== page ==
DirectorJoseph H. Lewis
Release Date(s)1945 (February 19, 2019)
Studio(s)Columbia Pictures (Arrow Academy)
- Film/Program Grade: B
- Video Grade: A-
- Audio Grade: B+
- Extras Grade: A
[Editor's Note: This review contains spoilers.]
A low budget B movie that transcended its meager beginnings, My Name Is Julia Ross is a tightly-scripted film noir with elements of Rebecca and especially Gaslight, and an excellent ensemble cast. The title character (Nina Foch) is an American living in London. She has no family to rely on, has spent weeks fruitlessly looking for a job, and owes her landlady back rent. A new employment agency grants her an interview and she is grateful to be hired as a live-in secretary for Mrs. Hughes (Dame May Whitty).
Julia reports for work at an imposing house in London and is shown to her room. While she sleeps, her personal possessions are removed and burned. When she awakens, she finds herself in a mansion on a sea cliff in Cornwall and is told that she’s the delusional wife of Mrs. Hughes’ son, Ralph (George Macready). Realizing she must have been drugged, she finds herself trapped and her pleas for help fall on deaf ears. Her attempts to escape are blocked by a wall surrounding the house and a locked gate, guarded by a watchman.
The film is an example of the gothic thriller, with its foreboding mansion by the sea, secret passage, phony doctor, mysterious black cat, shadowy characters, barred windows, and a plot about a group of individuals trying to convince an innocent woman that she’s insane (we don’t learn their motive until late in the film). Director Joseph H. Lewis (Gun Crazy) creates a good deal of suspense as Julia repeatedly attempts to escape from her waking nightmare.
At 65 minutes, My Name Is Julia Ross doesn’t waste a single shot. Without padding or unnecessary dialogue, the movie zips along. Ms. Foch, who was under a seven-year contract at Columbia Pictures when she made the film, plays the damsel in distress with more self-reliance than the stereotype. Her Julia is frightened, but rather than fall apart and scream her head off, she tries to fathom the confusing situation and figure out how to get away.
Macready (Gilda), the consummate movie villain, is in top form here. Suave, yet subtly psychotic, his Ralph is seen methodically shredding Julia’s clothes with a knife and has to be talked down firmly by his mother lest their nefarious plot be exposed.
Based upon the book The Woman In Red by Anthony Gilbert, My Name Is Julia Ross is a good example of style over content. Director Lewis took 18 days to shoot the film instead of the budgeted 10, but studio head Harry Cohn was so impressed with his work – which incorporated many artful cinematic touches – that he fully backed the director. Its excellent cast, solid script, and moody camera work by Burnett Guffey elevate the film from the realm of the ordinary.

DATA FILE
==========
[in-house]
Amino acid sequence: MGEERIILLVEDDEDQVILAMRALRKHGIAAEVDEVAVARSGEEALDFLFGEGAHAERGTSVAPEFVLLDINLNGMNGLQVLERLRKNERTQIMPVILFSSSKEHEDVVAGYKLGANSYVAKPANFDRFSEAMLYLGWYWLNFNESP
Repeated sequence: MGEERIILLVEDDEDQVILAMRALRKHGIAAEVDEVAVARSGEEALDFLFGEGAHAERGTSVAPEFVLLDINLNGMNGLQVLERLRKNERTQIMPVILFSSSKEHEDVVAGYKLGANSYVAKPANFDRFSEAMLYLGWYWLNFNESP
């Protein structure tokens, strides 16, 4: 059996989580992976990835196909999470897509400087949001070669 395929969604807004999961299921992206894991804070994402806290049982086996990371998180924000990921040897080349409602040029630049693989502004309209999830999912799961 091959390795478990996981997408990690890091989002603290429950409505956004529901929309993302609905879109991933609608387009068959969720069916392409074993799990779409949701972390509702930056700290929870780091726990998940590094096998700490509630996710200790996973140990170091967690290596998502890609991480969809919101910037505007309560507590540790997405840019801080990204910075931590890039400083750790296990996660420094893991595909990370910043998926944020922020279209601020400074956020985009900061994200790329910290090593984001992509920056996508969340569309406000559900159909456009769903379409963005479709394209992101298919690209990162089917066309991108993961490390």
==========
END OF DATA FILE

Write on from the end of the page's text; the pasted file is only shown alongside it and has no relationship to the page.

The Unrated high definition Blu-ray release features 1080p resolution. Aspect ratio is 1.37:1. The black-and-white photography is in a flat style, heavy on shadows. The variation in grays is well pronounced, with rich, dark blacks helping to convey atmosphere. Set design evokes old money, with assorted antiques throughout the house. The disc features an ucompressed English mono LPCM soundtrack. Though it doesn’t provide the surround feature that might enhance suspense, it effectively captures a driving rainstorm in the movie’s opening shot, waves crashing against the rocks below the house, a cat’s meowing, and whispered voices. English subtitles are available.
Bonus materials include feature-length commentary, the featurette Identity Crisis: Joseph H. Lewis at Columbia, the film’s trailer, and an insert booklet with an essay on the film by author and critic Adrian Martin.
Commentary – Noir expert Alan K. Rode provides brief career overviews of Nina Foch, George Macready, Dame May Whitty, director Joseph H. Lewis, and screenplay writer Muriel Roy Bolton, who was the primary writer on the 1950s TV show The Millionaire. Lewis found it challenging to work on films with limited budgets. Later in life, when his films were attracting renewed interest, Lewis often exaggerated his achievements. Foch recognized that the script for My Name Is Julia Ross was superior to others she had been given at Columbia. She went on to appear in An American In Paris, Executive Suite, and Spartacus. She longed to direct but was held back in Hollywood by her gender. She later went on to become an acting teacher and coach. One of her mantras: “You can’t play emotion. Emotion is the result of an action.”
Identity Crisis: Joseph H. Lewis at Columbia – Nora Fiore (The Nitrate Diva) provides an in-depth analysis of My Name Is Julia Ross, noting that it is about the anxiety of women, a theme prevalent in film after World War II. Lewis started as a camera loader and editor. He referred to himself as an “artist without a diploma.” The studio system allowed him to express his vision, as long as he stayed within budget. He shot title sequences for films, western features, and training films for the Signal Corps during World War II. My Name Is Julia Ross was previewed, a rarity for a B picture, primarily because of studio head Harry Cohn’s affection for it. Initially rowdy, the audience was soon won over by the movie’s “fairytale quality.” The film’s strong point is its nightmarish images, but the last scene looks staged and artificial – a nod to an audiences’ expectation of a happy ending. The movie “validates a woman’s thoughts and a woman’s sense of self.”
– Dennis Seuling